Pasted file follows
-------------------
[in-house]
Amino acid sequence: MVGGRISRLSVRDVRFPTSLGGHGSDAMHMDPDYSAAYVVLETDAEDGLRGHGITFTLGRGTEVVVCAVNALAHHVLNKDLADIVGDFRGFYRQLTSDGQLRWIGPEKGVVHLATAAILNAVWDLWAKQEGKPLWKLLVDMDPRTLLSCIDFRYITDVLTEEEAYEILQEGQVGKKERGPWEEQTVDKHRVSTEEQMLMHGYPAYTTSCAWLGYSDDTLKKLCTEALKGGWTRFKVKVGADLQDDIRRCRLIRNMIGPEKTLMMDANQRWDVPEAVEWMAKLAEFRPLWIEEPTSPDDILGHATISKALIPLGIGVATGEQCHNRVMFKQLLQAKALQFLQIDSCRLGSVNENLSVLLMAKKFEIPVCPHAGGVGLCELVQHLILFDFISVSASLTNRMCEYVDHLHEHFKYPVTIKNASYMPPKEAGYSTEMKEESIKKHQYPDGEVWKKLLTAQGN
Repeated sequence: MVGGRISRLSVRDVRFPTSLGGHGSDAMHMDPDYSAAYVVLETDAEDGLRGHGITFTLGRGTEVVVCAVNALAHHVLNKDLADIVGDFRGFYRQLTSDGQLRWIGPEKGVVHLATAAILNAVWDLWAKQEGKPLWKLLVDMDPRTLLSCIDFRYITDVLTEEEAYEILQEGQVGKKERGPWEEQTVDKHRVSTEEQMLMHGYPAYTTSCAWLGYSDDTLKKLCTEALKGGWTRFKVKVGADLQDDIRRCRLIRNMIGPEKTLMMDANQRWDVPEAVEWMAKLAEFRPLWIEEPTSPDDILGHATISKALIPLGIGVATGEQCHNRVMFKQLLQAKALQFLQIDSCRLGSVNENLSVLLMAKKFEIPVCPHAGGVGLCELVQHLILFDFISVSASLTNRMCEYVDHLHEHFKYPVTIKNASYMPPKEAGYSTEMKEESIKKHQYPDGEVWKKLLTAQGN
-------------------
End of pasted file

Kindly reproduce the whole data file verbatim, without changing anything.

[in-house]
Amino acid sequence: MVGGRISRLSVRDVRFPTSLGGHGSDAMHMDPDYSAAYVVLETDAEDGLRGHGITFTLGRGTEVVVCAVNALAHHVLNKDLADIVGDFRGFYRQLTSDGQLRWIGPEKGVVHLATAAILNAVWDLWAKQEGKPLWKLLVDMDPRTLLSCIDFRYITDVLTEEEAYEILQEGQVGKKERGPWEEQTVDKHRVSTEEQMLMHGYPAYTTSCAWLGYSDDTLKKLCTEALKGGWTRFKVKVGADLQDDIRRCRLIRNMIGPEKTLMMDANQRWDVPEAVEWMAKLAEFRPLWIEEPTSPDDILGHATISKALIPLGIGVATGEQCHNRVMFKQLLQAKALQFLQIDSCRLGSVNENLSVLLMAKKFEIPVCPHAGGVGLCELVQHLILFDFISVSASLTNRMCEYVDHLHEHFKYPVTIKNASYMPPKEAGYSTEMKEESIKKHQYPDGEVWKKLLTAQGN
Repeated sequence: MVGGRISRLSVRDVRFPTSLGGHGSDAMHMDPDYSAAYVVLETDAEDGLRGHGITFTLGRGTEVVVCAVNALAHHVLNKDLADIVGDFRGFYRQLTSDGQLRWIGPEKGVVHLATAAILNAVWDLWAKQEGKPLWKLLVDMDPRTLLSCIDFRYITDVLTEEEAYEILQEGQVGKKERGPWEEQTVDKHRVSTEEQMLMHGYPAYTTSCAWLGYSDDTLKKLCTEALKGGWTRFKVKVGADLQDDIRRCRLIRNMIGPEKTLMMDANQRWDVPEAVEWMAKLAEFRPLWIEEPTSPDDILGHATISKALIPLGIGVATGEQCHNRVMFKQLLQAKALQFLQIDSCRLGSVNENLSVLLMAKKFEIPVCPHAGGVGLCELVQHLILFDFISVSASLTNRMCEYVDHLHEHFKYPVTIKNASYMPPKEAGYSTEMKEESIKKHQYPDGEVWKKLLTAQGN